]. Although in human medicine drug-drug interactions are an integral part of the United States (and numerous other countries’) drug approval process, this is not the case for veterinary medicine, where these interactions are typically only addressed post-approval when reported via pharmacovigilance. Reporting of adverse effects in non-domestic species, however, has been negligible.
Furthermore, pharmacokinetic studies or pharmaceutical plasma concentration data for the treatment of chronic conditions in non-domestic animals are very limited. Most of the available studies have focused on analgesic or anti-inflammatory agents, and none have evaluated the long term adverse effects of medications used for treating chronic conditions [8
]. Because of the relative dearth of species-specific pharmacokinetic and toxicological data for long-term therapy, zoological medicine dosage regimens are often based on the weak assumptions that pharmaceutical compounds evaluated for single dose pharmacokinetics will be safe when used chronically, and that drugs safely administered chronically to domestic species will be similarly safe when used concurrently with other drugs in non-domestic species.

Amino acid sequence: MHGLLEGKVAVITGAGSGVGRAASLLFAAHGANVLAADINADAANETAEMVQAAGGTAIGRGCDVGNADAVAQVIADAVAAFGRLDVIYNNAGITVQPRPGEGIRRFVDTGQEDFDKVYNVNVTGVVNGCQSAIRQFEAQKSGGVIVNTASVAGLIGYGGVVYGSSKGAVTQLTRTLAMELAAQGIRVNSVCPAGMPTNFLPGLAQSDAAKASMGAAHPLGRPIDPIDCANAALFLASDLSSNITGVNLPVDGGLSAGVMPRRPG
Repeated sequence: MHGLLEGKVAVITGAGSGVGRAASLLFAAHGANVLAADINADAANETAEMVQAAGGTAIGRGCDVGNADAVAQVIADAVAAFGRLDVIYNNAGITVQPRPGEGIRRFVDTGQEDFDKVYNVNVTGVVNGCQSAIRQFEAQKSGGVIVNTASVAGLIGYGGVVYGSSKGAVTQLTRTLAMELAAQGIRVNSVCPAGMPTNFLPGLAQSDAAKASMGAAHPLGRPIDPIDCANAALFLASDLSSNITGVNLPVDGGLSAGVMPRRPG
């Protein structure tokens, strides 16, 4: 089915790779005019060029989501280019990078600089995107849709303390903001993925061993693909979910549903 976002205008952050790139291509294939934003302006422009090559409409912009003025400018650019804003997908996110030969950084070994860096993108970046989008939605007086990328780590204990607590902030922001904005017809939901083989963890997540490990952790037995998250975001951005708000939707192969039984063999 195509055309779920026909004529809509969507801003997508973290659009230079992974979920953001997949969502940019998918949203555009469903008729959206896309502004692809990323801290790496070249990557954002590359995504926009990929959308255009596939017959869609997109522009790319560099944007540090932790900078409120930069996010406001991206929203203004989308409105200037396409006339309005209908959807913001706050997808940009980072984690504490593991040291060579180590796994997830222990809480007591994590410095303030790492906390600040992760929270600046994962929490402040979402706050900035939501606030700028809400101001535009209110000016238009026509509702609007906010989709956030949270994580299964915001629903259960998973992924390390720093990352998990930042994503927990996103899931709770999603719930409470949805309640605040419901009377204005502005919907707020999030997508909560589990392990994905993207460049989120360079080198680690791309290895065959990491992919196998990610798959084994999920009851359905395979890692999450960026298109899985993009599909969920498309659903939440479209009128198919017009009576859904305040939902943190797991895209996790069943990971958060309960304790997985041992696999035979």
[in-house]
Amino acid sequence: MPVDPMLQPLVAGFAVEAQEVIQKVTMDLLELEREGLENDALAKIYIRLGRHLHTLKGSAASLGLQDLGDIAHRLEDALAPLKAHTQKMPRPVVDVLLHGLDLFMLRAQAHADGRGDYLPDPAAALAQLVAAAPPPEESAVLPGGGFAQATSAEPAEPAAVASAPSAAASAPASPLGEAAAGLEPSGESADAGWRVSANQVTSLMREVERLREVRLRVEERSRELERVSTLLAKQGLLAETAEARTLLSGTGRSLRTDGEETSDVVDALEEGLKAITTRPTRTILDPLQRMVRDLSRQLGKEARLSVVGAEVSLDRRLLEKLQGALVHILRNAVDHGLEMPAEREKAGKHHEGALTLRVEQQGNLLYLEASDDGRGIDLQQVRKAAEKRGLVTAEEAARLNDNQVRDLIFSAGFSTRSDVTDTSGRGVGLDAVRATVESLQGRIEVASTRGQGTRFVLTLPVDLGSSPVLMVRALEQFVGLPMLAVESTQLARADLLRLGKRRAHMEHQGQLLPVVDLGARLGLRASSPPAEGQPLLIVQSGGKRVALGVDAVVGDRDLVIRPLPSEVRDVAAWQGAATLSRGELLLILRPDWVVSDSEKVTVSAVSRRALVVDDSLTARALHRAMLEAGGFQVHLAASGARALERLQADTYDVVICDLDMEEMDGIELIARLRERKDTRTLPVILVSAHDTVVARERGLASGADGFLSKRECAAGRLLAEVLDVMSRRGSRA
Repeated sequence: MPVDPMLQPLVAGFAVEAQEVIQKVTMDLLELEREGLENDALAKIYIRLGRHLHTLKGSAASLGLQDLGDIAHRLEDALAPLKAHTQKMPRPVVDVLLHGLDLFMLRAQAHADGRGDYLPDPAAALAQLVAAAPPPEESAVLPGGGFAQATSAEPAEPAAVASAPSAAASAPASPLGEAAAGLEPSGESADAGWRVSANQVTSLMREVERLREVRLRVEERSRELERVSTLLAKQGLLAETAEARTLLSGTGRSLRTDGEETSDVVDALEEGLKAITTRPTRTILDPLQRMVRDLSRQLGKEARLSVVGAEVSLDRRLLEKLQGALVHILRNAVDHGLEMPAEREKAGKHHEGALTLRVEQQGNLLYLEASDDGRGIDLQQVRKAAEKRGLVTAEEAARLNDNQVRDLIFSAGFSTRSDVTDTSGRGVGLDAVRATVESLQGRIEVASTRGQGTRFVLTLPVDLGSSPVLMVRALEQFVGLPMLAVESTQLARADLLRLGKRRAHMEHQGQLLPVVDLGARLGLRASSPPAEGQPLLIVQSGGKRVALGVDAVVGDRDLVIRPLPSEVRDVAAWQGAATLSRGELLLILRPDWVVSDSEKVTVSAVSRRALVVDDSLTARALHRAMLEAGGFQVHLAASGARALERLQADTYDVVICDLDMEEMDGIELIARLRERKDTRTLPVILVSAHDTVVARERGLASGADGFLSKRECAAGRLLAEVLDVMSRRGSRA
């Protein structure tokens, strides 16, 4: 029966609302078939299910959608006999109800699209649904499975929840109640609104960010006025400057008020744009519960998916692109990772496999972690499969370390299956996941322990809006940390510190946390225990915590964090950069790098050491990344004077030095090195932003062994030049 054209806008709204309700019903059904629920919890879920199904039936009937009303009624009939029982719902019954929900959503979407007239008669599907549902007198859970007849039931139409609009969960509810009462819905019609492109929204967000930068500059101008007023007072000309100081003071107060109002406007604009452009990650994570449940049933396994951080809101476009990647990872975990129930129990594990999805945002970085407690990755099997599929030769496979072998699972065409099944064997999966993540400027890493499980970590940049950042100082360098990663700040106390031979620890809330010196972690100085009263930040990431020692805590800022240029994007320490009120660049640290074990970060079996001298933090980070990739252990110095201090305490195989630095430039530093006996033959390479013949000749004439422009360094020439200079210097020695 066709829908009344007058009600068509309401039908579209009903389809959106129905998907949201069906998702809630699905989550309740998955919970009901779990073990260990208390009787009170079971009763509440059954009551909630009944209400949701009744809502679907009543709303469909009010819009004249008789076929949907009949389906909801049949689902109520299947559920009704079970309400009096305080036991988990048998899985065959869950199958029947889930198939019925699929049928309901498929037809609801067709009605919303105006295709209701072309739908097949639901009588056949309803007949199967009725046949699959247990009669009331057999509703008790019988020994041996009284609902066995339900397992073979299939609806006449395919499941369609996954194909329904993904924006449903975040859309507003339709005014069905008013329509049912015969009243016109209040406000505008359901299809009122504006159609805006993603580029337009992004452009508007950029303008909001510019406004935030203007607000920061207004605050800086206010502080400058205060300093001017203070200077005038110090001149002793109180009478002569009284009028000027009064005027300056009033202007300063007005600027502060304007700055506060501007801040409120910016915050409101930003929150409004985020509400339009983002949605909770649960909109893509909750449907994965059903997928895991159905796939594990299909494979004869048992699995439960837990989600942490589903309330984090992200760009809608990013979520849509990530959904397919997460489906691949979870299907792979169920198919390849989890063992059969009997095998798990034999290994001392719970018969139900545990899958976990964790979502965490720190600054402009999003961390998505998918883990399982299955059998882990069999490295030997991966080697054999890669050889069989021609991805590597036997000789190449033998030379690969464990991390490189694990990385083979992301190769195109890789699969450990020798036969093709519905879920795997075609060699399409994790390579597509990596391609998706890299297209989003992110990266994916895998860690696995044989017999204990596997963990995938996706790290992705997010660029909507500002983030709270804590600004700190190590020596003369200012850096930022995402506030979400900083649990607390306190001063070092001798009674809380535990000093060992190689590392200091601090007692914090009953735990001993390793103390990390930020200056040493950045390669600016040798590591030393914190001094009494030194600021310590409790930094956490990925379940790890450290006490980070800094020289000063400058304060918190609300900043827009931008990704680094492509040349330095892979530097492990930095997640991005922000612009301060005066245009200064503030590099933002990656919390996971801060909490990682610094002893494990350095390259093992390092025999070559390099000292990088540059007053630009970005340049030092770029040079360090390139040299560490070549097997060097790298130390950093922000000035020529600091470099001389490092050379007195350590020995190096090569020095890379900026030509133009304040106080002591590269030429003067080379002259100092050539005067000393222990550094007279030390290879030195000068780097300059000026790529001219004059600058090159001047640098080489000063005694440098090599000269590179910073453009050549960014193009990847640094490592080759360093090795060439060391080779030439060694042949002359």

Nevertheless, zoological medicine practitioners often need to treat chronic conditions for extended periods of time. Arthritis is such a condition, requiring long term pain management to decrease disease severity and improve patient welfare. Arthritic elephants, for example, are often treated concurrently with a variety of nonsteroidal anti-inflammatory drugs and opioid analgesics. However, because of the recognized adverse effects of these agents in domestic species, appropriate therapeutic regimens are critical to appropriate treatment [13
]. In another case, an adult African elephant being treated for subcutaneous edema was given a combination of flunixin meglumine and six other drugs that ended with post mortem evidence of renal papillary necrosis and gastrointestinal mucosal damage [14